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    I'm 18 and I've had it for 2 years and its still hard. I find myself throwing myself a pitty party sometimes and truely what helps me is coming here and talking it out with everyone. I cant talk to my family because they dont get it. They are as understanding as can be but they cant understand what its like to wake up in great pain, feel great in the middle of the day, come home and feel like you just want to pass out, then cant do anything they ask because you hurt so much. I have a hard time doing the whole "stay in the here and now" kind of thing but I've been trying not to think about my future. It scars the hell out of me sometimes to think that I could have something bad happen to me because of my lupus. I could worry about getting hit by a bus too, but I dont. I've been trying to take peoples advice and live now and not worry so much about what might happen later.
    "A bad cold wouldn't be so annoying if it weren't for the advice of our friends."~ Kin Hubbard

    Diagnosed: SLE, Raynauds, InterstitialLung Disease, GERD, Myositis, Vasculitis, Possible Sjogrens.
    Medications: 400mg Plaquenil, 2000mg Cellcept, 10mg Norvasc, Nitroglycerin Patch, 20mg Prilosec, 10mg Flexeril, 4mg Medrol, 81mg Asprin.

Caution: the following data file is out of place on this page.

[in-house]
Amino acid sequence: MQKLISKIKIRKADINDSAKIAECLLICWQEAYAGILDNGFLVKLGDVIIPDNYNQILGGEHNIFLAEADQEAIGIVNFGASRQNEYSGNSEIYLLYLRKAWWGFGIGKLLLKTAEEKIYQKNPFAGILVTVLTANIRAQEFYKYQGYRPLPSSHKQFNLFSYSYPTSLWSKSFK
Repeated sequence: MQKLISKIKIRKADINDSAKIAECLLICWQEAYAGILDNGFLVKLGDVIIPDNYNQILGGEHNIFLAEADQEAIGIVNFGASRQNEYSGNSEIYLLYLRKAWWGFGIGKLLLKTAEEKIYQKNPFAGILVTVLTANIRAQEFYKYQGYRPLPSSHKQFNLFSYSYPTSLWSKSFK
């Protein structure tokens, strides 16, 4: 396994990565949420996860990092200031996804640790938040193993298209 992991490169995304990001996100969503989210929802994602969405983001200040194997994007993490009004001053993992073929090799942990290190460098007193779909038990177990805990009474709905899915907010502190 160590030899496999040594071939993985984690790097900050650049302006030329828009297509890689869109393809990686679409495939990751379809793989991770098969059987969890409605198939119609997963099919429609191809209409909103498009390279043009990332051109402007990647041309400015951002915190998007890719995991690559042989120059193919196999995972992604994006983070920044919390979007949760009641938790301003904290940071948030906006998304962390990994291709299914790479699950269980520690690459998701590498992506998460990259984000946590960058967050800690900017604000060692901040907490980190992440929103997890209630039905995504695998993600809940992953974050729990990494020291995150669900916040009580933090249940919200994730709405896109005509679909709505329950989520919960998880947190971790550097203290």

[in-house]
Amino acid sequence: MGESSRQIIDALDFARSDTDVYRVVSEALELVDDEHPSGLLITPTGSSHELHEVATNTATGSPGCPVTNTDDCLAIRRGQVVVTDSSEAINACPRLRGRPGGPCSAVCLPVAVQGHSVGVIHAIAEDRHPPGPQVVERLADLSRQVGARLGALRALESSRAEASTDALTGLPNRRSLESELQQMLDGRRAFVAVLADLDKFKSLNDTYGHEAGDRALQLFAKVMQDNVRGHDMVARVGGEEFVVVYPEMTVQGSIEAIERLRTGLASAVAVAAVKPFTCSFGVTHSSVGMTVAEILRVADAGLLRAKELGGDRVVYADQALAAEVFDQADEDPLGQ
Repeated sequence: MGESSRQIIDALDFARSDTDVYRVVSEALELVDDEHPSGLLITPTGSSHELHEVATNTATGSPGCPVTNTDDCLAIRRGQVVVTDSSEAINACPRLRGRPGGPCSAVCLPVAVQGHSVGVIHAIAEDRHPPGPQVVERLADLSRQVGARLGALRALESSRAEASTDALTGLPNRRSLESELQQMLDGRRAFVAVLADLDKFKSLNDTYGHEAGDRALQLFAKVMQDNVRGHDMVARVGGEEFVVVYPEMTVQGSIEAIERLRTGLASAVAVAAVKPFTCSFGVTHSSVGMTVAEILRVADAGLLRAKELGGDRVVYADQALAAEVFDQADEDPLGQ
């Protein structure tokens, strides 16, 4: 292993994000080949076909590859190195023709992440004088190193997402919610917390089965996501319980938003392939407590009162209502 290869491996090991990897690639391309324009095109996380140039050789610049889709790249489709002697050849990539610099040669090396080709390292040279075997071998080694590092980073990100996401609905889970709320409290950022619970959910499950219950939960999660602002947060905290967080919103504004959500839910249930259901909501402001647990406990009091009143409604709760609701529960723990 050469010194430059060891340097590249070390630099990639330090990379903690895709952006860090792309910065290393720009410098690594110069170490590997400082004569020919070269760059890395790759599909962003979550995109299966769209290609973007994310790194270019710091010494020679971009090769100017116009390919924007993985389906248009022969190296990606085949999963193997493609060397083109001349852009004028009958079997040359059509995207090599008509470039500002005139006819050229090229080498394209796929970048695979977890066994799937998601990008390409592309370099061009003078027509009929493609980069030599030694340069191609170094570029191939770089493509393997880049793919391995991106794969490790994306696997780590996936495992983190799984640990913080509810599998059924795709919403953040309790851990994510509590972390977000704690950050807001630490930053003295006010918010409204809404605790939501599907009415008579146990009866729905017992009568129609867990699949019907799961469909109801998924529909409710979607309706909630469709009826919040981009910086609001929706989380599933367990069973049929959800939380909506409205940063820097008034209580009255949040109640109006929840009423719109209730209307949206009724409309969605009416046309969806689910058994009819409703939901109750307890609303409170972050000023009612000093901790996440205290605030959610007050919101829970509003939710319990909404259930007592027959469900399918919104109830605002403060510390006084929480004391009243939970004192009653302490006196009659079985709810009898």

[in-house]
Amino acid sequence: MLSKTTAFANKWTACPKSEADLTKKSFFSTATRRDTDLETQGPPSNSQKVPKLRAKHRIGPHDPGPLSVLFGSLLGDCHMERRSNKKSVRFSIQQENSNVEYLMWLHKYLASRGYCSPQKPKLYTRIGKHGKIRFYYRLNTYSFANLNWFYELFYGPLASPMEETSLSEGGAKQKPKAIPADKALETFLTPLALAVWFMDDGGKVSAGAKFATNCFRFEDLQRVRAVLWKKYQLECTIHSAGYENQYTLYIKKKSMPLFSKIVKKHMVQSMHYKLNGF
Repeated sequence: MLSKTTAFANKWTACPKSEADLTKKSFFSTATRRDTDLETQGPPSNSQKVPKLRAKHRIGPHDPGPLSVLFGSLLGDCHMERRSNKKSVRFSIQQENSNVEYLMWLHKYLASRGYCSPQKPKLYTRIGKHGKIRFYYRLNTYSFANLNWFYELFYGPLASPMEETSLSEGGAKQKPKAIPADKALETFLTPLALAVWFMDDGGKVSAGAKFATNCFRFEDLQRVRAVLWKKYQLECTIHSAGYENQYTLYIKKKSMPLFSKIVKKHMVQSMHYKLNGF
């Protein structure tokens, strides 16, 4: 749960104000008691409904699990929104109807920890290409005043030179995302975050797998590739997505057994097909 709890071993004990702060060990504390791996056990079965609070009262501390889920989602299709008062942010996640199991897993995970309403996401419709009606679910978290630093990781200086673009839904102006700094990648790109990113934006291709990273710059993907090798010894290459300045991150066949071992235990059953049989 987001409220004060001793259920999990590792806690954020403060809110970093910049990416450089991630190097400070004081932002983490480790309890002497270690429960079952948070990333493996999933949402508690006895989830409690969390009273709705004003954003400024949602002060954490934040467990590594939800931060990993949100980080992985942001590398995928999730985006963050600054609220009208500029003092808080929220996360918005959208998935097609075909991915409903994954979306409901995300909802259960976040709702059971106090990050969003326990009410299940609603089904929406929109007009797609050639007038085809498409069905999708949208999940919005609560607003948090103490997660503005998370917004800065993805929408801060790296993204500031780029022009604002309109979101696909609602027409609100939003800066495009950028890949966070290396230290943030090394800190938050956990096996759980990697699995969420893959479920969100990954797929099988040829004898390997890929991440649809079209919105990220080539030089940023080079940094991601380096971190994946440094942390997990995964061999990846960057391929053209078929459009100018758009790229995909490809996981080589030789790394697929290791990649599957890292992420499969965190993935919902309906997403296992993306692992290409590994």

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    Thanks. That last sentence or two really helps. It's just sad and scary thinking of you're potential before and after you're diagnosis and accepting that no matter how much you want it not to change it may be forced to. It's just really hard sometimes actually accepting that and I don't think anyone can ever understand until it happens to them no matter how close you are to someone and think you understand the day it happens to you it opens up a whole lot more understanding and questions and experiences and fhsksnfjdkdj now Im not making sense but maybe you know what I mean but those that do try to understand do make it a whole lot easier

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    i have had to retire, because of the complications of lupus.

    my thoughts are try to live as you want to live.